The new powers under the bill mean that while a judge could decide that the Government’s actions were unlawful, this could be done without invalidating any prior actions – which would mean that even if a legal challenge against the Government were successful, there be no meaningful benefit. 

The bill also has a specific implication connecting it with the Nationality and Borders Bill. In normal practice, claimants in immigration and asylum cases who are refused permission to appeal by first-tier and upper tribunals, still have the right to bring a judicial review case in the high court. However, the bill proposes to eliminate this right. 

Many legal experts have warned that the bill would provide unprecedented power to the state executive, over and above judicial accountability and parliament. A legal analysis published by The Constitution Society and the London School of Economics’ LSE Law Review warns that under the bill, “an erroneous decision could be corrected by proposing to Parliament a piece of primary legislation which would… render a decision clearly labelled by the court as unlawful, lawful.” 

The effect of the bill would in real terms move Britain into the kind of ‘authoritarian democracy’ favoured by fascists: 

“This kind of exercise of executive power could damage the state of the rule of law in the UK – calling on Parliament to legislate to make something that was previously unlawful, lawful, solely because it fulfils the executive’s wishes, brings a constitutional democracy dangerously close to an elective dictatorship’, to use Lord Hailsham’s well-known phrase… The scenario where Parliament passes an Act in order to render a previously unlawful decision of the executive lawful would radically change the optics of the balance of power. It would unambiguously transfer legislative sovereignty to the executive and would, contrary to the constitutional principle of parliamentary supremacy, effectively place Parliament in a subservient position to the executive.”

The LSE analysis points out that the bill doesn’t mean that the state will “necessarily exercise” its newfound powers “in a dictatorial fashion”. But the biggest problem is that the bill implies there will no longer be any legal guarantee against the dictatorial abuse of executive power.

The bill, then, will have further dangerous implications for the already precarious legal rights of British individuals deprived of their citizenship, and criminalised for acts of public dissent, to appeal against the Government’s decisions – dramatically eroding the scope for legal and democratic checks and balances.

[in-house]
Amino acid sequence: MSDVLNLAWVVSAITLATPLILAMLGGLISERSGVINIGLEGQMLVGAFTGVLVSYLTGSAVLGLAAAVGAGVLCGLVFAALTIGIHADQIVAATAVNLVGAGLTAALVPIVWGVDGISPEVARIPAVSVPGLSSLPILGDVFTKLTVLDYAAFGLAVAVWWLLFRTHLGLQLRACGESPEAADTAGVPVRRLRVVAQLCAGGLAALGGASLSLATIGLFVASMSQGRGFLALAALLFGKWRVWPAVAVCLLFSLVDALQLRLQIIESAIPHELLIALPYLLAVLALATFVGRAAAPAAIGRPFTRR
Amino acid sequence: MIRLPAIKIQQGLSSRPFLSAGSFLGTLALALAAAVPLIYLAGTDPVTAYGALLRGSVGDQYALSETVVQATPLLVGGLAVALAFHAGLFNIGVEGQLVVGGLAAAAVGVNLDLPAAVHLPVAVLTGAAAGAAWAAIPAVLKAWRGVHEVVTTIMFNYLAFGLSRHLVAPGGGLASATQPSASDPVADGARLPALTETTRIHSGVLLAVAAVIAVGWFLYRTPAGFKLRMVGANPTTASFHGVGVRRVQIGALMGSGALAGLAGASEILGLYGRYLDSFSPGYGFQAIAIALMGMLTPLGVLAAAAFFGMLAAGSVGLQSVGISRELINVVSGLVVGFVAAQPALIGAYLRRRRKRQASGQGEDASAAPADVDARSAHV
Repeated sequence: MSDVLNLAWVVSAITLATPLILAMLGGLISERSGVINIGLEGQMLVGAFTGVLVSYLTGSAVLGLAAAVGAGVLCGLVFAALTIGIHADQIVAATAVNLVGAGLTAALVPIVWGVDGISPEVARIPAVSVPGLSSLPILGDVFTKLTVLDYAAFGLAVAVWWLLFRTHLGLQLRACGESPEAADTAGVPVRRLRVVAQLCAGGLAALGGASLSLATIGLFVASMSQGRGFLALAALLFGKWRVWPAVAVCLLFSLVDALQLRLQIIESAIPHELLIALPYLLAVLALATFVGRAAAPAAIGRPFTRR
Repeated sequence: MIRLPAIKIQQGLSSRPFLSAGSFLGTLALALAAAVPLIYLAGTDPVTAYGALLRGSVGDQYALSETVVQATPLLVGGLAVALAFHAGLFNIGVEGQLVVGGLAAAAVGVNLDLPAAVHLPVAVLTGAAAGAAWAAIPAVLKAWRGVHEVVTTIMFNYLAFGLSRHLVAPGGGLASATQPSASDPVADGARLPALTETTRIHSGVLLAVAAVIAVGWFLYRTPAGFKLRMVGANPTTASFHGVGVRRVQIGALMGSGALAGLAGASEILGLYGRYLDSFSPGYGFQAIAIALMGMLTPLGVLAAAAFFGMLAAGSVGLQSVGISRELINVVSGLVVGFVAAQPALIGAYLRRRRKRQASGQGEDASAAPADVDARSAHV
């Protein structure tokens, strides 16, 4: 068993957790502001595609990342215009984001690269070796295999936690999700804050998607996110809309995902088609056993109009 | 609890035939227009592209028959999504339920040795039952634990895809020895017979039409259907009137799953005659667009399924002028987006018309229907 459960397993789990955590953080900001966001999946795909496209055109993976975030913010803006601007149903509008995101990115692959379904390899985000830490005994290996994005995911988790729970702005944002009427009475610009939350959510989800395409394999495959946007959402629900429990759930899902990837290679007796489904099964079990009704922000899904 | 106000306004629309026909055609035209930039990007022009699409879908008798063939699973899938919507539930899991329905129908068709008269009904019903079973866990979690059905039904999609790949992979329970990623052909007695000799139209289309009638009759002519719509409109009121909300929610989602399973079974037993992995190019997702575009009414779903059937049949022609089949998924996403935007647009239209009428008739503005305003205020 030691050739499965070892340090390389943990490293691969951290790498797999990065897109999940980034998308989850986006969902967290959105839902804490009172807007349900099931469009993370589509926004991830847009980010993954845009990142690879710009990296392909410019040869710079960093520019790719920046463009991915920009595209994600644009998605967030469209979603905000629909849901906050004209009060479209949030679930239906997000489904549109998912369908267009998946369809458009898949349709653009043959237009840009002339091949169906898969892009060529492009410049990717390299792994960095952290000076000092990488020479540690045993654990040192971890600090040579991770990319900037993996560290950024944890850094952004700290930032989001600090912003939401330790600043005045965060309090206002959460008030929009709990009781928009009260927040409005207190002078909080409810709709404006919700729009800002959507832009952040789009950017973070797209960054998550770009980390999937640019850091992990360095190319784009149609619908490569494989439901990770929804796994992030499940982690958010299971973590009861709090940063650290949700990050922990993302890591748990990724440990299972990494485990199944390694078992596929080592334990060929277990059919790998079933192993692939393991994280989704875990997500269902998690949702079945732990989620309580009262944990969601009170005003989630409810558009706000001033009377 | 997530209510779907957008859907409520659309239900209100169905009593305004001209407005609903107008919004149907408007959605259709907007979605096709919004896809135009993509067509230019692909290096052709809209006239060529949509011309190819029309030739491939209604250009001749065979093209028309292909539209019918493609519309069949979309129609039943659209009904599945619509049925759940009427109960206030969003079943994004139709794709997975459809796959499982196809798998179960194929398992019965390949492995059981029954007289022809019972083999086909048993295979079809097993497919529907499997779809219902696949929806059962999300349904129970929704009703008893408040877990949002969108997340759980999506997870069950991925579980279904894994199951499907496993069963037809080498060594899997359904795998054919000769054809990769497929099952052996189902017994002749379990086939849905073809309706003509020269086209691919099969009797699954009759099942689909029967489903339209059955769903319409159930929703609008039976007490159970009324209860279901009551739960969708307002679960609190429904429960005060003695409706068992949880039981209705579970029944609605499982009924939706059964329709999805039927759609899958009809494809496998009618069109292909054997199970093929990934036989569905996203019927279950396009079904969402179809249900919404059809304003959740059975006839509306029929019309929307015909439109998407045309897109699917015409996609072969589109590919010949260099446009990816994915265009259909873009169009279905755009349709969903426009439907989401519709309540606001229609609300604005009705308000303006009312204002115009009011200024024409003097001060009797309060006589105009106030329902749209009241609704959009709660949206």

“The proposed bill purports to be an innocent technical modification of the judicial review system,” concludes the Constitution Society analysis. “However, the prospect of its enactment is alarming… Not only will the legislation affect individual challenges, it will limit the system of checks and balances, and through this alter the British constitutional regime.”

  1. The Elections Bill: Eroding the Vote

The Elections Bill provides further insight into the Government’s direction of travel. Among its most significant reforms is the introduction of compulsory photo ID for voters at polling booths. 

Of course, according to the Government’s own figures, approximately 2.1 million people in Britain – mostly from black and ethnic minority backgrounds as well as working-class and older people – do not have a recognisable photo ID and therefore could end up being unable to cast their ballot. 

Last summer, the Electoral Reform Society described the bill as “an unprecedented risk to democratic access and equality” that “could leave millions of voters unable to cast their ballot.”

But the prospect of racialised voter suppression is just one element of the bill. 

Another is its implications for the Electoral Commission, the independent public body that regulates party and election finance and sets standards for how elections should be run. Under the new bill, the Government can define the Electoral Commission’s priorities through a strategy and policy statement that would be approved by MPs. The bill thus fundamentally imperils the independence of the Electoral Commission.

The bill also contains clauses which for the first time, according to Rae Burdon of the Reform Political Advertising Coalition, in effect “permits political lies” by allowing inaccuracies in electoral advertising.

The bill introduces a new “digital imprints regime” that requires the identification of a candidate, the candidate’s “promoter”, but not the candidate’s party: “The absence of this condition allows candidates, whose political affiliation is often unknown to the voter, to run misleading claims about opposition policies under a different guise.” 

This has already happened – for instance, with Shaun Bailey’s mayoral campaign distributing leaflets purporting to be from ‘City Hall’, but not mentioning his Conservative Party affiliation.